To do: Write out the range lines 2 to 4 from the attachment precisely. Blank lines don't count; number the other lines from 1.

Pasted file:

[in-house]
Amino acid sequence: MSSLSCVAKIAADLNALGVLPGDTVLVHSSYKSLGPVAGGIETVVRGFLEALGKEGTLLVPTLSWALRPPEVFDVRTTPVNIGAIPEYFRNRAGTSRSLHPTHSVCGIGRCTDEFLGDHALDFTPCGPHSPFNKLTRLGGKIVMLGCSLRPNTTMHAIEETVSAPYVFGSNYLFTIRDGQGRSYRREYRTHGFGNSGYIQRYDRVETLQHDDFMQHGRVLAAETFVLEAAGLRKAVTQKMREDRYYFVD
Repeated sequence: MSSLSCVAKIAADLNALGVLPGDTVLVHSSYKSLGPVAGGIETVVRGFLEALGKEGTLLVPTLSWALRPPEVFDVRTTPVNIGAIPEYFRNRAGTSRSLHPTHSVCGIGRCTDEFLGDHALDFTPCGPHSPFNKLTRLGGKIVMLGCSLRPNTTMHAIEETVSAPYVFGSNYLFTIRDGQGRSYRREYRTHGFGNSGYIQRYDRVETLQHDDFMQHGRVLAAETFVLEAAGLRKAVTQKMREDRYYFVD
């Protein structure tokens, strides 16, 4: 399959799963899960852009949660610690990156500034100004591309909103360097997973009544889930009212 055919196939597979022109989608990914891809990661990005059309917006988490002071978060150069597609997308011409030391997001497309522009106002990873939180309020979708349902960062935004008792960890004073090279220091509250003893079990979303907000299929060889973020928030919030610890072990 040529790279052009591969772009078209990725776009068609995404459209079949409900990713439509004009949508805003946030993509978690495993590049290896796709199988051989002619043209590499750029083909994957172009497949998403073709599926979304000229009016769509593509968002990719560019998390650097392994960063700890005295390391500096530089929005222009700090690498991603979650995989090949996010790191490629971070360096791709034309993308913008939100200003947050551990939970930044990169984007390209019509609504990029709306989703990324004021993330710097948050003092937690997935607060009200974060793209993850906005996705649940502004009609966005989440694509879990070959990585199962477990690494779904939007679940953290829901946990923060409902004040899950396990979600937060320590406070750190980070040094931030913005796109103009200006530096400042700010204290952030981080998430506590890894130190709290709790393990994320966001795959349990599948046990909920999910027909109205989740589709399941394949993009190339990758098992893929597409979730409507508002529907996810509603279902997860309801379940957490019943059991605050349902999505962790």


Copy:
Amino acid sequence: MSSLSCVAKIAADLNALGVLPGDTVLVHSSYKSLGPVAGGIETVVRGFLEALGKEGTLLVPTLSWALRPPEVFDVRTTPVNIGAIPEYFRNRAGTSRSLHPTHSVCGIGRCTDEFLGDHALDFTPCGPHSPFNKLTRLGGKIVMLGCSLRPNTTMHAIEETVSAPYVFGSNYLFTIRDGQGRSYRREYRTHGFGNSGYIQRYDRVETLQHDDFMQHGRVLAAETFVLEAAGLRKAVTQKMREDRYYFVD
Repeated sequence: MSSLSCVAKIAADLNALGVLPGDTVLVHSSYKSLGPVAGGIETVVRGFLEALGKEGTLLVPTLSWALRPPEVFDVRTTPVNIGAIPEYFRNRAGTSRSLHPTHSVCGIGRCTDEFLGDHALDFTPCGPHSPFNKLTRLGGKIVMLGCSLRPNTTMHAIEETVSAPYVFGSNYLFTIRDGQGRSYRREYRTHGFGNSGYIQRYDRVETLQHDDFMQHGRVLAAETFVLEAAGLRKAVTQKMREDRYYFVD
């Protein structure tokens, strides 16, 4: 399959799963899960852009949660610690990156500034100004591309909103360097997973009544889930009212 055919196939597979022109989608990914891809990661990005059309917006988490002071978060150069597609997308011409030391997001497309522009106002990873939180309020979708349902960062935004008792960890004073090279220091509250003893079990979303907000299929060889973020928030919030610890072990 040529790279052009591969772009078209990725776009068609995404459209079949409900990713439509004009949508805003946030993509978690495993590049290896796709199988051989002619043209590499750029083909994957172009497949998403073709599926979304000229009016769509593509968002990719560019998390650097392994960063700890005295390391500096530089929005222009700090690498991603979650995989090949996010790191490629971070360096791709034309993308913008939100200003947050551990939970930044990169984007390209019509609504990029709306989703990324004021993330710097948050003092937690997935607060009200974060793209993850906005996705649940502004009609966005989440694509879990070959990585199962477990690494779904939007679940953290829901946990923060409902004040899950396990979600937060320590406070750190980070040094931030913005796109103009200006530096400042700010204290952030981080998430506590890894130190709290709790393990994320966001795959349990599948046990909920999910027909109205989740589709399941394949993009190339990758098992893929597409979730409507508002529907996810509603279902997860309801379940957490019943059991605050349902999505962790």